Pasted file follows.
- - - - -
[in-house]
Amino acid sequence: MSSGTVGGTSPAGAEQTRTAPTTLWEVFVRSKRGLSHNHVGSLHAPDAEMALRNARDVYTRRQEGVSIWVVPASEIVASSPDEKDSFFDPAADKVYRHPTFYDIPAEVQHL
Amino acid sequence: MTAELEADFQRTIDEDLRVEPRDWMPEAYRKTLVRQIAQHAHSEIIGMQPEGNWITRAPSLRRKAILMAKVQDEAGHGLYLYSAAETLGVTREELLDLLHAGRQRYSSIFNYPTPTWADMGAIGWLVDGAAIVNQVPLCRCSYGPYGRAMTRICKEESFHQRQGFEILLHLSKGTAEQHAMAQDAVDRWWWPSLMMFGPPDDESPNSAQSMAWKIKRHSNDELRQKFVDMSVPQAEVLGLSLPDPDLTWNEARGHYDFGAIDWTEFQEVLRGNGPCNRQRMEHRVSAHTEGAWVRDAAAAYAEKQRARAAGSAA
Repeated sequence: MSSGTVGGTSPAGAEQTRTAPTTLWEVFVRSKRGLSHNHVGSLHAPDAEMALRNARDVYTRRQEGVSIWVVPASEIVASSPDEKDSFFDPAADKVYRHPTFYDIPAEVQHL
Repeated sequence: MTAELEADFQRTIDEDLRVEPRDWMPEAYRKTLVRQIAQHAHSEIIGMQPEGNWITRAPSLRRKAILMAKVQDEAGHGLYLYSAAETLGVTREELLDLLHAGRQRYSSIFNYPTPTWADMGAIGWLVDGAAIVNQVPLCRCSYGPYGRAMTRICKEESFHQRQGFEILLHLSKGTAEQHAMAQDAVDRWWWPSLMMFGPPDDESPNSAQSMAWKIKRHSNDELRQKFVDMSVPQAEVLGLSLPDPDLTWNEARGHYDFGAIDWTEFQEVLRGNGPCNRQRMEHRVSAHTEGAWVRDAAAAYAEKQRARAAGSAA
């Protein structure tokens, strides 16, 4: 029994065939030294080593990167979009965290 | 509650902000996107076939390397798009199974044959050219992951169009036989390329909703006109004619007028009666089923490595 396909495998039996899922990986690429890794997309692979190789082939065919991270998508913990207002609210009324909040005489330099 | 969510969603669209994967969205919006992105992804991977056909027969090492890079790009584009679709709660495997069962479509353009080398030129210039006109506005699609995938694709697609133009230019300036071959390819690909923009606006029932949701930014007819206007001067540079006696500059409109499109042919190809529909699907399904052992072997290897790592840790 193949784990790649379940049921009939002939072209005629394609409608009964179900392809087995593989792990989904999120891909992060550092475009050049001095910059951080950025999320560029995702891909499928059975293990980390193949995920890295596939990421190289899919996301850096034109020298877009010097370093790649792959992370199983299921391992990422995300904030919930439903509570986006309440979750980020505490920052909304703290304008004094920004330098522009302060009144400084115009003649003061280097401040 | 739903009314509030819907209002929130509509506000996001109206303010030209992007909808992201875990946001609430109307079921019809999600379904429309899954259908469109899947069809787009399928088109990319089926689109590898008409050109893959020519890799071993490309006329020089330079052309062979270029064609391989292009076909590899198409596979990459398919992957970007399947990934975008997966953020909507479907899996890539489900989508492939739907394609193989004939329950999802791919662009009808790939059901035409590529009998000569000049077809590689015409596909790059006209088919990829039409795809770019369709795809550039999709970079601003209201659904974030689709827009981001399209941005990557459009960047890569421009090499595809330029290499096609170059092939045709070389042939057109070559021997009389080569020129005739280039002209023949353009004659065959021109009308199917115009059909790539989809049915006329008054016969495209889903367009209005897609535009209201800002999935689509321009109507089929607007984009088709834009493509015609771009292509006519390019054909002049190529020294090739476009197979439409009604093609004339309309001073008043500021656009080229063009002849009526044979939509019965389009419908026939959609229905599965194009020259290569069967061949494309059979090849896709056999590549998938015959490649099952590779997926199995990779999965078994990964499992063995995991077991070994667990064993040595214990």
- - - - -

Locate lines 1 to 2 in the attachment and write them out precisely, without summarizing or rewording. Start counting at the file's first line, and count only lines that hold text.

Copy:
[in-house]
Amino acid sequence: MSSGTVGGTSPAGAEQTRTAPTTLWEVFVRSKRGLSHNHVGSLHAPDAEMALRNARDVYTRRQEGVSIWVVPASEIVASSPDEKDSFFDPAADKVYRHPTFYDIPAEVQHL